"If the Government does not increase the level of compensation, we will have no choice but to go to them asking for another finance facility for our sector," association chief executive Clare Savage said.

"What is at stake here is the future of the energy market. If nothing is done, power stations are likely to be bankrupted, and if they closed, then there would be problems with electricity supply, or more likely governments would have to step in to take them over, and that would unravel the last 10 years' hard work to set up a national electricity market."

An ESAA survey found the energy sector would need to find $50billion for refinancing over the next five years, $6.3 billion for planned spending on existing assets, $12 billion for new lower-emission generation and $31billion for investments in the electricity networks.

The sector needs to fight for access to that capital in a market where banks and state governments have received federal government guarantees and where the carbon pollution reduction scheme means asset values are being written down.

The $40 billion energy distribution industry is facing a large reduction in its returns if the Australian Energy Regulator confirms a recent draft decision at the same time as it is being asked to fund billions of dollars in new network investments as the industry shifts to new types of generation.

According to the Energy Networks Association, the draft decision would reduce returns to the industry by more than 10 per cent.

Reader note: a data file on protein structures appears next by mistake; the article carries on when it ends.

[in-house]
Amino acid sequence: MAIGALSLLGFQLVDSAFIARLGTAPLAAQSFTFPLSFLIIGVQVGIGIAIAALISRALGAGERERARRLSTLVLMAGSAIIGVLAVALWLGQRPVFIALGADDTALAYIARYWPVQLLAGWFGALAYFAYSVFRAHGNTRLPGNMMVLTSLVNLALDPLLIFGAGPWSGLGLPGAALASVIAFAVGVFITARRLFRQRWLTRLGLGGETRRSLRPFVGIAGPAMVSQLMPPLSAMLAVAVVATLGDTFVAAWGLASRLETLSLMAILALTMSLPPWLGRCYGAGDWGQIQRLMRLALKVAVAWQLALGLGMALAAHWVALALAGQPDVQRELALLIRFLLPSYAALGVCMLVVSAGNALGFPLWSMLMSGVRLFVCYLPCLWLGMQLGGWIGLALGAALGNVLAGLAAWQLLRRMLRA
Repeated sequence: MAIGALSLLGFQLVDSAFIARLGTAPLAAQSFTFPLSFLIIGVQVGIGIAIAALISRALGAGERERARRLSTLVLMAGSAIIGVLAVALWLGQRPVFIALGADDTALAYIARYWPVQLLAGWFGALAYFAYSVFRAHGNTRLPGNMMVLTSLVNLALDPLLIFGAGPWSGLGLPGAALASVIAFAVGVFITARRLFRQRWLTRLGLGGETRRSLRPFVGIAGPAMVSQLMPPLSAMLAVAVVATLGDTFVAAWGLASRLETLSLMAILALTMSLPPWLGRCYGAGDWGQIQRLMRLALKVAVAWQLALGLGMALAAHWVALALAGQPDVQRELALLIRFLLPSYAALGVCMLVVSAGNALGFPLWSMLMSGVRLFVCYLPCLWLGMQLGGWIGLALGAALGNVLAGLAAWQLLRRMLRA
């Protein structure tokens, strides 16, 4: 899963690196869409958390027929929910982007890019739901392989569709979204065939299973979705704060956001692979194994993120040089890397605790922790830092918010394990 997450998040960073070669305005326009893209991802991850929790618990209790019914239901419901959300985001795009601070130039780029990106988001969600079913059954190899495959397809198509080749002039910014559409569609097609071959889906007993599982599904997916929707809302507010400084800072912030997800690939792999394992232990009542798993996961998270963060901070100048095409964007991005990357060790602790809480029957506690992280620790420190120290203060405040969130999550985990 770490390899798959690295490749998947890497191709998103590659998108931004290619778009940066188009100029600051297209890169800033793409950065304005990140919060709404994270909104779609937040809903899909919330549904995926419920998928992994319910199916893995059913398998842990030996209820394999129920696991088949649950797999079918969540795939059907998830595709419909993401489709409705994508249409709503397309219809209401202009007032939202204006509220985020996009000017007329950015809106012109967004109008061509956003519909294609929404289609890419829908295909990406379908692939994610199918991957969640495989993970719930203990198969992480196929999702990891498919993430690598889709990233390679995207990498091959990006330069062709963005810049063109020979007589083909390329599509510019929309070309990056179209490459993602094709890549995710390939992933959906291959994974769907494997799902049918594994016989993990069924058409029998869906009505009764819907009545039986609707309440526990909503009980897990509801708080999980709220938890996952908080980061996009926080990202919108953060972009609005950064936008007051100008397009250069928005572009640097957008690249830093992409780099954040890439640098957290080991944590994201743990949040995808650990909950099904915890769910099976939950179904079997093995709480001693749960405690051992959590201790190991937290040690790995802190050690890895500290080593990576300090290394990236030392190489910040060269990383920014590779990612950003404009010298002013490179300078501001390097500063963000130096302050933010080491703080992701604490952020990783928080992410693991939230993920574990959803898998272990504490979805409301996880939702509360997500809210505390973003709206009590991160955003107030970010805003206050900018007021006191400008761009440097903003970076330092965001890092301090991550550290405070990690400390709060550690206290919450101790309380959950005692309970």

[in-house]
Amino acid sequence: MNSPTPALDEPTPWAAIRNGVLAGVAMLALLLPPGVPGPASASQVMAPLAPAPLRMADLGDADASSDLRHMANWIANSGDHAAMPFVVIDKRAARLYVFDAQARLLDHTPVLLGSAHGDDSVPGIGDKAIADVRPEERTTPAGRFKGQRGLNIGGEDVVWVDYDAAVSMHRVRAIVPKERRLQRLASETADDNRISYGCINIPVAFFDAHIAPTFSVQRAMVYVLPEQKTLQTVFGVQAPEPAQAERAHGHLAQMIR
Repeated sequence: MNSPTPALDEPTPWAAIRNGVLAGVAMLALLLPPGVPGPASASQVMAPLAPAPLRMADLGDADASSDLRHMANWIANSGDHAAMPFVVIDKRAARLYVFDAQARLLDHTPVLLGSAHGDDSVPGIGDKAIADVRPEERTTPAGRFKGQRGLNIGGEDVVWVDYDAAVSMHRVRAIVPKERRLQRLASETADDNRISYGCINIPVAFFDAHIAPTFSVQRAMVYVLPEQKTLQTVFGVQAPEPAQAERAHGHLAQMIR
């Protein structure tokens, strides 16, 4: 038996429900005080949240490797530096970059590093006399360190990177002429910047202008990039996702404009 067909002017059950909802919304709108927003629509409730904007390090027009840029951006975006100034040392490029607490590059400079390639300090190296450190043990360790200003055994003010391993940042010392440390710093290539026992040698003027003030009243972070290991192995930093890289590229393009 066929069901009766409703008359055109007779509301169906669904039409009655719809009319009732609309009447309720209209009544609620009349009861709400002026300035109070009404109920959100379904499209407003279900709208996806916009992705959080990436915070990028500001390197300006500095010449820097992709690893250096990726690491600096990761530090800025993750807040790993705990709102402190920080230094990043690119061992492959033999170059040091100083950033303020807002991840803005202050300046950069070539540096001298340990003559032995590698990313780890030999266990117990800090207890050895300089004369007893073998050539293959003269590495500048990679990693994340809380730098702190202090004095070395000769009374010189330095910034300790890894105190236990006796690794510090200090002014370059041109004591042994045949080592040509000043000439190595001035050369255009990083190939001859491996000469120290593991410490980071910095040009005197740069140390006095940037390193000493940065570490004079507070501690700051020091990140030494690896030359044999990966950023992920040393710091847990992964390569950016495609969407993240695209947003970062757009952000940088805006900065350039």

"When you combine the effects of these decisions with the debt guarantees being offered to other sectors, it is tantamount to tying one hand behind the industry's back while it fights for capital in the midst of a global financial crisis," Ms Savage said.

"To help ensure these assets remain in service to support the transition to lower-emission technologies and give new investors in the energy supply sector confidence that when the Government institutes major policy change that has the potential to strand long-lived infrastructure assets, the value of these assets must be adequately recognised."

The Government says the revenue it will raise from auctioning permits under the carbon pollution reduction scheme is already fully allocated in compensation to industry and households, meaning any increase in compensation to one sector would require taking something away from another.